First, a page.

By Michelle Seeber
Nelson Worley was clever when it came to tracking down crime suspects.
Once, police were chasing a man on foot when Worley circled around in his car, rolled the window down and said, “Hey, buddy, you need some help?”
The guy jumped in the car — and Worley handcuffed him.
So the stories go about Worley, a former Curry County sheriff and retired police chief who died about 1 a.m. Sunday at Laurel Plains Nursing Home and Rehabilitation Center in Clovis. He was 86.
“He was a big, strong man, rough and tumble, and he had eyes that could look right through you,” said Greg Southard, 44, whose father was close friends with Worley. Southard told the story about the suspect jumping in Worley’s car.
“He could size you up. He had a real sense of discipline,” Southard said.
Worley’s oldest son, Dwayne, 64, of Roswell, called his father a compassionate man, who did things in his own way.
“He was a tough guy,” Dwayne Worley said. “He touched many lives.”
Nelson Worley gave Clovis City Manager Ray Mondragon his first job in law enforcement — dispatching at the Clovis Police Department.
Mondragon spent 27 years with the department before retiring as chief of police.
Former State Sen. and former Police Chief Caleb Chandler, 61, was Worley’s deputy police chief for several years until Worley talked him into running for senator.
“He was my campaign manager, and he got me elected,” Chandler said.
Worley also was responsible for pushing legislation in Santa Fe that resulted in the New Mexico Law Enforcement Officer’s Memorial.
The wall has inscribed on it the names of officers who have lost their lives in the line of duty.
In June 2000, in honor of Worley and his accomplishments, the building that houses the Clovis Police Department was named Nelson Worley Law Enforcement Complex.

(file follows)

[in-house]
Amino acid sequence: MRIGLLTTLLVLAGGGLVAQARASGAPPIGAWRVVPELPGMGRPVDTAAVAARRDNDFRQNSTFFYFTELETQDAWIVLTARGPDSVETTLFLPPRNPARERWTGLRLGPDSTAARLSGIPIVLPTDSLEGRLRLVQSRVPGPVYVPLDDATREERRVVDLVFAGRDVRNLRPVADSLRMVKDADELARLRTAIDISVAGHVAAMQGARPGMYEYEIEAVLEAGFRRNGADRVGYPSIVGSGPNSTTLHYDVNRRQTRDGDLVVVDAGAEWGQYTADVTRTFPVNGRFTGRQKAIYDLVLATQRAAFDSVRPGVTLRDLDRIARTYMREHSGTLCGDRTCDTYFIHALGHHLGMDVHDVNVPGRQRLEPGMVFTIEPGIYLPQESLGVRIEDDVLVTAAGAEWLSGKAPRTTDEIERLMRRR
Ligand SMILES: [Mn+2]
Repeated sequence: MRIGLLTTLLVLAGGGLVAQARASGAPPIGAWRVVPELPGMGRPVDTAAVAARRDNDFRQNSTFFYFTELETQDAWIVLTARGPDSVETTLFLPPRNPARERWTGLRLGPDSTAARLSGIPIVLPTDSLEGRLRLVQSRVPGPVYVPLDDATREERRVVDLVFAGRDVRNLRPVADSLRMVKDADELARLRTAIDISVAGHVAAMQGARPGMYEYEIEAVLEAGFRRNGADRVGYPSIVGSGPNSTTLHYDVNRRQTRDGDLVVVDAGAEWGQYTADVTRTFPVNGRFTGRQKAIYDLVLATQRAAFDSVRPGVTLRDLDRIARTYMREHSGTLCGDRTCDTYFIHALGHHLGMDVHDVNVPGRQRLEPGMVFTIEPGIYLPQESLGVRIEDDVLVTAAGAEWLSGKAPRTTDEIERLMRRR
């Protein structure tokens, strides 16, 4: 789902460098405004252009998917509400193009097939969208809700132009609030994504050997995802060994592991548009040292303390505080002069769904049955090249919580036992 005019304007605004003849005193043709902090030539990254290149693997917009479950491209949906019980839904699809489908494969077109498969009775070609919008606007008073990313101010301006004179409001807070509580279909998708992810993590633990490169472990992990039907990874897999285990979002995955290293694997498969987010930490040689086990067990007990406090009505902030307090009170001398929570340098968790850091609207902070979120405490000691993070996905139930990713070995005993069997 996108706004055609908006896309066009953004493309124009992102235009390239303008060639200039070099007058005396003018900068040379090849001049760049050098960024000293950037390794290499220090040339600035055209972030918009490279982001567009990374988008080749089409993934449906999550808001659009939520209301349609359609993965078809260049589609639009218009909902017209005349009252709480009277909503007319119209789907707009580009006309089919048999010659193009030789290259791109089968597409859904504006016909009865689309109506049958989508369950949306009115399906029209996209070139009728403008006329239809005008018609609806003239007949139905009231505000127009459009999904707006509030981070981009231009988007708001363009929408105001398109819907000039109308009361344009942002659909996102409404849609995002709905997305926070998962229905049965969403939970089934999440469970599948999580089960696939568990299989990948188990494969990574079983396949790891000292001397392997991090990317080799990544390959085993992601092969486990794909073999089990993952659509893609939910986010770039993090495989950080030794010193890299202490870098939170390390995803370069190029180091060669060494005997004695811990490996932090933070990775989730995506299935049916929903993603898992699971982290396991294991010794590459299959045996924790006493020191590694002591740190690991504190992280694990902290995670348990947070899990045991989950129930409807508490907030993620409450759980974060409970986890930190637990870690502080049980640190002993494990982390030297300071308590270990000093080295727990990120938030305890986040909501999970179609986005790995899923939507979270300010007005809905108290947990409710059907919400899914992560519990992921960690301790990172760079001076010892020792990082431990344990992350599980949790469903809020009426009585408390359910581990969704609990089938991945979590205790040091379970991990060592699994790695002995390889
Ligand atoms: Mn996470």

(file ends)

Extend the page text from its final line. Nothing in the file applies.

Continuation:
Chandler said Worley trained and supervised several political figures. FBI Agent Stan Lecher, who now is a senior administrator at the FBI Academy in Virginia, was a detective under Worley’s command. Matt Murray, chief of the New Mexico Department of Transportation, was trained under Nelson’s command.
“He left a legacy of influence that will remain in this area a long time,” Chandler said.
Worley, Chandler said, had a “general management approach” to law enforcement.
“When the perpetrator of the crime was in jail, we went home,” Chandler said. “He was very hard on serious crimes and one of those guys who dedicated himself to law enforcement.”
Worley went to work for the Clovis Police Department in 1943. He became police chief in November 1945, according to information provided by Mondragon.
In 1957, he accepted a deputy’s position with the Curry County Sheriff’s Department and in December 1959 took over the unexpired term of the departing sheriff.
He was elected sheriff for two consecutive terms before stepping down for a term, winning elections for the position again in 1966 and 1968.
He returned to the police department as chief in 1973 and continued to serve in that capacity until his retirement in 1983.
Worley is survived by his wife Mildred, and three sons, Dwayne, Cal, 62, of Lubbock, and Michael, 60, of Mississippi.
Services are pending with Steed-Todd Funeral Home.